Mimic File.open pattern

Hello all,

open is singleton method of File and can be used in two ways

1 way

f = File.open(“data”)
f.readline until f.lineno == 10
puts f.readline
f.close

2 way

File.open(“data”) do |f|
f.readline until f.lineno == 10
puts f.readline
end

I am trying to mimic this with my own classes

irb(main):001:0> class Resource
irb(main):002:1> @@cnt=0
irb(main):003:1> def initialize
irb(main):004:2> @id = @@cnt
irb(main):005:2> @@cnt += 1
irb(main):006:2> end
irb(main):007:1> def id;@id;end
irb(main):008:1> end
=> nil
irb(main):009:0> class Q
irb(main):010:1> def Q.get &block
irb(main):011:2> r = Resource.new
irb(main):012:2> if Kernel::block_given?
irb(main):013:3> block.call®
irb(main):014:3> else
irb(main):015:3* return r
irb(main):016:3> end
irb(main):017:2> end
irb(main):018:1> end
=> nil
irb(main):019:0> Q.get
=> #<Resource:0x40206fe0 @id=0>
irb(main):020:0> Q.get {|r| puts r.id}
1
=> nil
irb(main):021:0>

I am interested in further suggestions
is my implementation close to that of File.open?

Regards, Daniel

Schüle Daniel wrote:

2 way

irb(main):004:2> @id = @@cnt
irb(main):014:3> else
irb(main):021:0>

I am interested in further suggestions
is my implementation close to that of File.open?

You’re missing the cleanup part when called with a block. The crucial
bit is that the block form allows proper cleanup under all circumstances
by using begin - ensure.

Kind regards

robert

Schüle Daniel wrote:

2 way

irb(main):004:2> @id = @@cnt
irb(main):014:3> else
irb(main):021:0>
First off, you can make it more efficient if your use `yield’ instead of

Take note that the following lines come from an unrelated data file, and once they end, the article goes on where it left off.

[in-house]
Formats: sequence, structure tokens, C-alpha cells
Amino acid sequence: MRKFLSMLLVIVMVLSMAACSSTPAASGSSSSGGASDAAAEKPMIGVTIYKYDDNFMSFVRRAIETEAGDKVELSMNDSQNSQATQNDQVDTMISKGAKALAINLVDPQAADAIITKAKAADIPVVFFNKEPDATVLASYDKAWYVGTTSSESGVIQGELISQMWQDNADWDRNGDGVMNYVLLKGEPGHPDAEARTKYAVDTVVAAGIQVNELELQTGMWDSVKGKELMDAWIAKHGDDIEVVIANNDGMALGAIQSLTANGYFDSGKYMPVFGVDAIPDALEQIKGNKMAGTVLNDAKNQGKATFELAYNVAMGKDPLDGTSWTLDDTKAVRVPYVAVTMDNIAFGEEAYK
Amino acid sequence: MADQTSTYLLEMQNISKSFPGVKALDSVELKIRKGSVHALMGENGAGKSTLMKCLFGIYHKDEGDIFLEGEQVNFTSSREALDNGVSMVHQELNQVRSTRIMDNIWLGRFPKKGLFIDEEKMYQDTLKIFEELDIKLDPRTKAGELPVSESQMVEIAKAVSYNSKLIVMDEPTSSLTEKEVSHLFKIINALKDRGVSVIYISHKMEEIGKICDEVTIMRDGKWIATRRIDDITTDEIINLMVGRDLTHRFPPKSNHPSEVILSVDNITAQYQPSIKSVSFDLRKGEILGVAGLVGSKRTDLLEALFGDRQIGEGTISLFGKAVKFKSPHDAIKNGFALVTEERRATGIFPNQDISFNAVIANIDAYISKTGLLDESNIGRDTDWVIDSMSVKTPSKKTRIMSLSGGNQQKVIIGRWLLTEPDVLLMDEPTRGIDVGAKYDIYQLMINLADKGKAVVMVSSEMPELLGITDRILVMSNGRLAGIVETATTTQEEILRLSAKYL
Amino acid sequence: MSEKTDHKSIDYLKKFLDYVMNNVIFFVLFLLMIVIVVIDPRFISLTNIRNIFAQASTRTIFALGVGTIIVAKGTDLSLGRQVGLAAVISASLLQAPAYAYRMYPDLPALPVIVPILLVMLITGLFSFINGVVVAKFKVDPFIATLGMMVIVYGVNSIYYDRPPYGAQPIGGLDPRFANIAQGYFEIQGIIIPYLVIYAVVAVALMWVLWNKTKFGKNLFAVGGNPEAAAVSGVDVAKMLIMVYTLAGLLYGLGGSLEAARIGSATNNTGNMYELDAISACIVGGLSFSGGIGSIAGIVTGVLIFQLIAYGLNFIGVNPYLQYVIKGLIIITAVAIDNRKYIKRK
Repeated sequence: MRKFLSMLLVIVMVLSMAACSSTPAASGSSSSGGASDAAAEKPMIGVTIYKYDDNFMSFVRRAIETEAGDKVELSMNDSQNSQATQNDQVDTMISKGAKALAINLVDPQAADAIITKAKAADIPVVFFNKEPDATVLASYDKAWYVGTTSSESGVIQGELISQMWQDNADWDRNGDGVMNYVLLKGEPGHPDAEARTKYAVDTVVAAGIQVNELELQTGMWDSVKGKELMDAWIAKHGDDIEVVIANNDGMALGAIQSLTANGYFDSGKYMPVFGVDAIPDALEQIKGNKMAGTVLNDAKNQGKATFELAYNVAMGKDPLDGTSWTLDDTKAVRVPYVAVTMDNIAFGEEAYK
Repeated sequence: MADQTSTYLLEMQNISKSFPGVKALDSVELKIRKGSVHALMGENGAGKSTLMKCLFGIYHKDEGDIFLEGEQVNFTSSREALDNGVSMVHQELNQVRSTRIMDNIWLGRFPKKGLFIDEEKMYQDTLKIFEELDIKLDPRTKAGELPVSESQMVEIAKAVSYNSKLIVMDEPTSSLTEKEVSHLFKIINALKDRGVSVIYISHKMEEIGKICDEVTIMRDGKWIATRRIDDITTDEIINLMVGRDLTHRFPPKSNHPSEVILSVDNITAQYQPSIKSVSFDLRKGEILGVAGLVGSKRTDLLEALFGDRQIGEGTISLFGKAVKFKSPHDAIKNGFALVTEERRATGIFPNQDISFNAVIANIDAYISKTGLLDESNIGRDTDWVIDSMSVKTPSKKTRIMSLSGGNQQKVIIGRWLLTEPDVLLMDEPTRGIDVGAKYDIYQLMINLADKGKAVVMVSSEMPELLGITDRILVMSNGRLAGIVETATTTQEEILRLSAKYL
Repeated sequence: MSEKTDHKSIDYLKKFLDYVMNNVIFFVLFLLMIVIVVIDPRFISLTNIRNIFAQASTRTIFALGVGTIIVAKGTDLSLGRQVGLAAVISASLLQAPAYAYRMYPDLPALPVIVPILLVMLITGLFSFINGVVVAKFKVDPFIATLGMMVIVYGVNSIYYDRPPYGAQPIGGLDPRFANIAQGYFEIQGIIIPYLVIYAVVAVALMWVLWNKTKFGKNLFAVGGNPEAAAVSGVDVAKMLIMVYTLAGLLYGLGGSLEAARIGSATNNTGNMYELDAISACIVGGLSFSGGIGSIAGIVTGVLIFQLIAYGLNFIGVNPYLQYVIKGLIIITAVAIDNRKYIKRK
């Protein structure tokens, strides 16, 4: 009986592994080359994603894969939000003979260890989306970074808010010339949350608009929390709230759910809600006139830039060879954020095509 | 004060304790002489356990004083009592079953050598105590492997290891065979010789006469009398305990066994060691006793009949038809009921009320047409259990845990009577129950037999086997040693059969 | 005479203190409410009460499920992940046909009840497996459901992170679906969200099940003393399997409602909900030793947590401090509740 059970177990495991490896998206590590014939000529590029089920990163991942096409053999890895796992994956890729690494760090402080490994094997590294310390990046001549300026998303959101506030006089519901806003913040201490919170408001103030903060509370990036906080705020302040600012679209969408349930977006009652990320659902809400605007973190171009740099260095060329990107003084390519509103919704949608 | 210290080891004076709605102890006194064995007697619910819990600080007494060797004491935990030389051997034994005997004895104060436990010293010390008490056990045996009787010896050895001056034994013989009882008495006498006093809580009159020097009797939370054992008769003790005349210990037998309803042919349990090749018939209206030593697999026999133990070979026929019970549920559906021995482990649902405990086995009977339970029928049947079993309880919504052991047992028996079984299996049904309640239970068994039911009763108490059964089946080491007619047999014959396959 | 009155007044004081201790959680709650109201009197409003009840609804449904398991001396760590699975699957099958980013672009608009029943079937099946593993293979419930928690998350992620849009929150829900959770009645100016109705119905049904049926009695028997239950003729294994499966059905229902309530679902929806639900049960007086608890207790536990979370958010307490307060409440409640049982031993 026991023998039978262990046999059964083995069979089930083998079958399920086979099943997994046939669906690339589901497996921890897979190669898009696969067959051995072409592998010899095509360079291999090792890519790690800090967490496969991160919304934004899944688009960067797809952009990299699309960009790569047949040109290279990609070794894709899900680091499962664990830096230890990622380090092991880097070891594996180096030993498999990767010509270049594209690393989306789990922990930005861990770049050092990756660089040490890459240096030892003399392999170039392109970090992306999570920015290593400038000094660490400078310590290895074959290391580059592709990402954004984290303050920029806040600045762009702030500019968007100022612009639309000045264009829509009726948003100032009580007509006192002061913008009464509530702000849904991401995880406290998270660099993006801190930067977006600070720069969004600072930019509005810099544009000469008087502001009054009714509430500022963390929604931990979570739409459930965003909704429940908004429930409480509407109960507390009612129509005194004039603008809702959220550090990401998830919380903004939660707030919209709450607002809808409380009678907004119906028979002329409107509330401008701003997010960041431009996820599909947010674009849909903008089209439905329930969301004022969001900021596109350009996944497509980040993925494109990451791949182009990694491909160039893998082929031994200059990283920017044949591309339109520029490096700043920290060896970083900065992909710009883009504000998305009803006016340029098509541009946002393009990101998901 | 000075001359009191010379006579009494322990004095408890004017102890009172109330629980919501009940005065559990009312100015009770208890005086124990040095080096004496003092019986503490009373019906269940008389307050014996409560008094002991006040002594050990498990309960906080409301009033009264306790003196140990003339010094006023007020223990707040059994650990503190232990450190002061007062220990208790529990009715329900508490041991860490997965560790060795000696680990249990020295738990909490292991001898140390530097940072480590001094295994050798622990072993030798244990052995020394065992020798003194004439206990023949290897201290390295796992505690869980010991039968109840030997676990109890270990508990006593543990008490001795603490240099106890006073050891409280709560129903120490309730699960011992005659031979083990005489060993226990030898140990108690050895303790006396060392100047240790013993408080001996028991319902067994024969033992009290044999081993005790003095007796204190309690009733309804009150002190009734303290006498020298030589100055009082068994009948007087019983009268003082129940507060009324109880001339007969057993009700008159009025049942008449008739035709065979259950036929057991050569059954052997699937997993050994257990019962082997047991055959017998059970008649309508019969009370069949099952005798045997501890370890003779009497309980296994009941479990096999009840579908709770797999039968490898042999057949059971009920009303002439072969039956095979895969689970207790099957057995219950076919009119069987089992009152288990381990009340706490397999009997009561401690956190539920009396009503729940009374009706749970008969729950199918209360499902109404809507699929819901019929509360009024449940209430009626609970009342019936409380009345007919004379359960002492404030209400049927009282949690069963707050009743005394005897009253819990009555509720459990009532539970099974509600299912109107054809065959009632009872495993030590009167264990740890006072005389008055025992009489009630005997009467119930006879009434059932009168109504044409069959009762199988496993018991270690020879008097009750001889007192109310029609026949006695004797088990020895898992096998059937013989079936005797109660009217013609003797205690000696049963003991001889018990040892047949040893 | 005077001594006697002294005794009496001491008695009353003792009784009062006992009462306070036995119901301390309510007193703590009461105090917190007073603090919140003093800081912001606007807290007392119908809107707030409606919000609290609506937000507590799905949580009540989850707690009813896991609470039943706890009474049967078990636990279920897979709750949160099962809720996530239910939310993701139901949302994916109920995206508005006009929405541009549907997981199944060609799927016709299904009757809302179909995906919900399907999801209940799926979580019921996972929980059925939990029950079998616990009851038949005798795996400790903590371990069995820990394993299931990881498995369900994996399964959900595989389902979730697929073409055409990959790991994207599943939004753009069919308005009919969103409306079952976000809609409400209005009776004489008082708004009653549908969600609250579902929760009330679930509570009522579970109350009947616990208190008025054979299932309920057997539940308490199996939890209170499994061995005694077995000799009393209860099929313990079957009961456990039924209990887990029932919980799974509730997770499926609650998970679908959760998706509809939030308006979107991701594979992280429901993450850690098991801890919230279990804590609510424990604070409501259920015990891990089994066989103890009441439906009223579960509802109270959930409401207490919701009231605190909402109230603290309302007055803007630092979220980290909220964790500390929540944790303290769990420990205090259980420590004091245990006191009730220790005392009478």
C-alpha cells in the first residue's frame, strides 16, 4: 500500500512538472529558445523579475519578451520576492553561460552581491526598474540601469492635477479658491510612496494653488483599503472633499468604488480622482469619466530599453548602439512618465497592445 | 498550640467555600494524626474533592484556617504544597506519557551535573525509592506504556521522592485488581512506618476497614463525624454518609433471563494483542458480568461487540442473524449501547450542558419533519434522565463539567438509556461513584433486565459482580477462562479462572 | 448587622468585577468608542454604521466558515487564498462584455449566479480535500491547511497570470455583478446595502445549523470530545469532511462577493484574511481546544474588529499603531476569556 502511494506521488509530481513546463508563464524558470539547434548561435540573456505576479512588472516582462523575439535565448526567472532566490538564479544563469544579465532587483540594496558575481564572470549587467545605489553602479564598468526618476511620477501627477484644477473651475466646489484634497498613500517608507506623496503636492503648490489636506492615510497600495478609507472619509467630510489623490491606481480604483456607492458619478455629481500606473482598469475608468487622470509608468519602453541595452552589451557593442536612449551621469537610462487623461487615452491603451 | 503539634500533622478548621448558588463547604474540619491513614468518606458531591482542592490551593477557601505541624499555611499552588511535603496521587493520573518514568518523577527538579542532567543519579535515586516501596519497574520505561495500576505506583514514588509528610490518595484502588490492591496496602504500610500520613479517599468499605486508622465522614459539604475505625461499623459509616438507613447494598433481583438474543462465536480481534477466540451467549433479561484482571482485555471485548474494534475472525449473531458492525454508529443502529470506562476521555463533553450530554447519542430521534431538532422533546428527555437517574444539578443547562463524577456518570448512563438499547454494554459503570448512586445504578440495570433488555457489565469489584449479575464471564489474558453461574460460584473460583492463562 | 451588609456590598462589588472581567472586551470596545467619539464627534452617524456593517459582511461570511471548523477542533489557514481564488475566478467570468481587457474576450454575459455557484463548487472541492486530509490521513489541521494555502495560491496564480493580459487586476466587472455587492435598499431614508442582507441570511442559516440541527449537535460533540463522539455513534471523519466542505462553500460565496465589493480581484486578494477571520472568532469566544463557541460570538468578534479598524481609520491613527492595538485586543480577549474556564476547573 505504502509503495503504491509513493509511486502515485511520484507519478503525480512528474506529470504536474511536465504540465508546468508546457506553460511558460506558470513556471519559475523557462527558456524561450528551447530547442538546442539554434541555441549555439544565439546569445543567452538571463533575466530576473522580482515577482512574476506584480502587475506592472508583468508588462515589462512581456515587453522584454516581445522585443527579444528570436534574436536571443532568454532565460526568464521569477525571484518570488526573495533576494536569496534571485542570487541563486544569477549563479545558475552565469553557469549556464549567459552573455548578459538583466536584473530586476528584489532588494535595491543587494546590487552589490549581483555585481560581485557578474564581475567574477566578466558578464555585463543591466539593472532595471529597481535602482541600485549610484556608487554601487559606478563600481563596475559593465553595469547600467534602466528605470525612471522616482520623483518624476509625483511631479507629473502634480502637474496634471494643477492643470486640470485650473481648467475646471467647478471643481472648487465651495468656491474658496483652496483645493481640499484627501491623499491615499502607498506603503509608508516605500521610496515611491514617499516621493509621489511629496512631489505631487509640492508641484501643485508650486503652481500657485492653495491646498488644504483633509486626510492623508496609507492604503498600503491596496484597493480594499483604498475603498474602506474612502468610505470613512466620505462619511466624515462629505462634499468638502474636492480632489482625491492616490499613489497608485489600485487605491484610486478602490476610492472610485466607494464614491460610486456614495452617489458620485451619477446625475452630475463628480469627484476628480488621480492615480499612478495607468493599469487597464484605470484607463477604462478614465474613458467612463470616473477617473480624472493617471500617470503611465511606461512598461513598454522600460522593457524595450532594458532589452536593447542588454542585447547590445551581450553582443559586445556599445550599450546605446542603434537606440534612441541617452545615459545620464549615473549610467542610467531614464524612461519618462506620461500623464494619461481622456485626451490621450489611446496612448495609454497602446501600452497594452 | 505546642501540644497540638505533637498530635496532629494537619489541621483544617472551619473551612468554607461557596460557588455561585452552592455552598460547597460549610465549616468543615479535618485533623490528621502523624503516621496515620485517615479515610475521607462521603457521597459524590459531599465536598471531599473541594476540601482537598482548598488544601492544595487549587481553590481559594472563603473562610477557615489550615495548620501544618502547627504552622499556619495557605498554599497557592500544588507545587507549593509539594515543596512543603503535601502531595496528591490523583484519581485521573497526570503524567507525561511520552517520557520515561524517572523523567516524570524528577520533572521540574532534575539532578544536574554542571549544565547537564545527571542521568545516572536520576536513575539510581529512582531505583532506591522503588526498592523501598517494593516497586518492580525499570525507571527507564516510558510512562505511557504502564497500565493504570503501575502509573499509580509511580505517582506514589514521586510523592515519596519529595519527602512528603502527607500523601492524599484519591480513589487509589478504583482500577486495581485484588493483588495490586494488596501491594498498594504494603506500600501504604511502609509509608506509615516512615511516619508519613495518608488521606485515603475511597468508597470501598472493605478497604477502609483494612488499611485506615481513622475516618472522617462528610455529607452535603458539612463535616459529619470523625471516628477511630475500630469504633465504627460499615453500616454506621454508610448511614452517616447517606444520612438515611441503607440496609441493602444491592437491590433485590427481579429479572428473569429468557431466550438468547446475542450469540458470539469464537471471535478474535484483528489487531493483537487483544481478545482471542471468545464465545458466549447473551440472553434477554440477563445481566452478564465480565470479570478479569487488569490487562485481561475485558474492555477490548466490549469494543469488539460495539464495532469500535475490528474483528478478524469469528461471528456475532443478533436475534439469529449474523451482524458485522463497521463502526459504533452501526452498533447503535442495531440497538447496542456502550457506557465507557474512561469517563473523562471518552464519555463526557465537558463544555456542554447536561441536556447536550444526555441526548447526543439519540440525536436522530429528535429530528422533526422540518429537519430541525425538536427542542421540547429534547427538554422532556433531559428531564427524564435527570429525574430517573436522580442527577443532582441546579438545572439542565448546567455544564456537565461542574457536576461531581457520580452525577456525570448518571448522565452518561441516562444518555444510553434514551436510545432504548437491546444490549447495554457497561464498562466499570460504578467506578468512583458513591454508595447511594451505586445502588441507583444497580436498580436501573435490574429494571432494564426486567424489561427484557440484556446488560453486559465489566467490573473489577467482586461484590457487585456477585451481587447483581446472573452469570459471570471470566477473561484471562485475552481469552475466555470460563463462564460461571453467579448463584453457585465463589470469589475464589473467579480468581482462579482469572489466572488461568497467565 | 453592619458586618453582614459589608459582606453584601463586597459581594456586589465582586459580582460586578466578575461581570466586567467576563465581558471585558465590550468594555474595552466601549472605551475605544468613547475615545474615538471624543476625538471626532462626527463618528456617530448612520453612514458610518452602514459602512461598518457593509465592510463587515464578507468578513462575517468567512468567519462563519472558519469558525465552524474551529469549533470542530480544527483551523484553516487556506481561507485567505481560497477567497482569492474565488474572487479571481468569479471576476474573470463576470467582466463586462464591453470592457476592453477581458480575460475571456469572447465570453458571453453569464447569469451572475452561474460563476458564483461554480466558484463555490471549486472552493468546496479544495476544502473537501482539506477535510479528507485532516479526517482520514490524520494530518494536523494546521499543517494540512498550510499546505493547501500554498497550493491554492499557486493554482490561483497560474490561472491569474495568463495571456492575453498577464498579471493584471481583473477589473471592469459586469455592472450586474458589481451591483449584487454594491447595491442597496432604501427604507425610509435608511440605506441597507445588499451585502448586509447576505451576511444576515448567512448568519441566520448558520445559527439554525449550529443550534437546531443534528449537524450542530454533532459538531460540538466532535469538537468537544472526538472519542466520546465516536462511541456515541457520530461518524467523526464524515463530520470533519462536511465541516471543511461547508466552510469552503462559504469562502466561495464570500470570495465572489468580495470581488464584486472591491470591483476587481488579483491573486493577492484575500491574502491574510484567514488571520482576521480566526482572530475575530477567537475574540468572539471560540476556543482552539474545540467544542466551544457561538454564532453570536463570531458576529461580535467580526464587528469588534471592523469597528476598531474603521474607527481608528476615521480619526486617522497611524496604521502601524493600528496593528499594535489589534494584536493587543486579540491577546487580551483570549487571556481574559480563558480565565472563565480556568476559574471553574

calling the block explicitly:

class Q
def self.get
if block_given?
yield Resource.new
else
Resource.new
end
end
end

The above is what I’d go with, but there a lots of ways to accomplish
what you want. Take this for example:

class Q
def self.get
yield resource = Resource.new
rescue LocalJumpError
resource
end
end

or even shorter (though it’ll catch other exceptions as well, so you
have to be careful)

class Q
def self.get
yield(resource = Resource.new) rescue resource
end
end

Cheers,
Daniel

Daniel S. wrote:

irb(main):003:1> def initialize
irb(main):013:3> block.call®
=> nil
Resource.new
rescue LocalJumpError
end
end

Cheers,
Daniel

There’s no need to golf this. There’s a well-known idiom for coding
block-scoped resources. See the section entitled “Destroy this object
when it goes out of scope” at
http://wiki.rubygarden.org/Ruby/page/show/RubyIdioms. Here’s the example
from that page:

def Resource.open( identifier ) # :yield: resource
resource = Resource.new( identifier )
if block_given?
begin
yield resource
ensure
resource.close
end
else
return resource
end
end

The benefit of using the standard idiom is that any Ruby programmer that
reads your code will instantly understand what it’s doing. Coding it any
other way will likely cause a bit of confusion. And, of course, if you
don’t use the idiom you might forget the “ensure” part.

Timothy H. wrote:

f.close
irb(main):002:1> @@cnt=0
irb(main):012:2> if Kernel::block_given?
1
else
yield resource = Resource.new
yield(resource = Resource.new) rescue resource
http://wiki.rubygarden.org/Ruby/page/show/RubyIdioms. Here’s the example
else
return resource
end
end

The benefit of using the standard idiom is that any Ruby programmer that
reads your code will instantly understand what it’s doing. Coding it any
other way will likely cause a bit of confusion. And, of course, if you
don’t use the idiom you might forget the “ensure” part.

I don’t think the original post mentioned that the resource needed to be
closed :slight_smile: I thought he wanted an easy way to either yield or return. But
yes, for that wider problem, your code is superior. We were just
answering different questions.

Cheers,
Daniel

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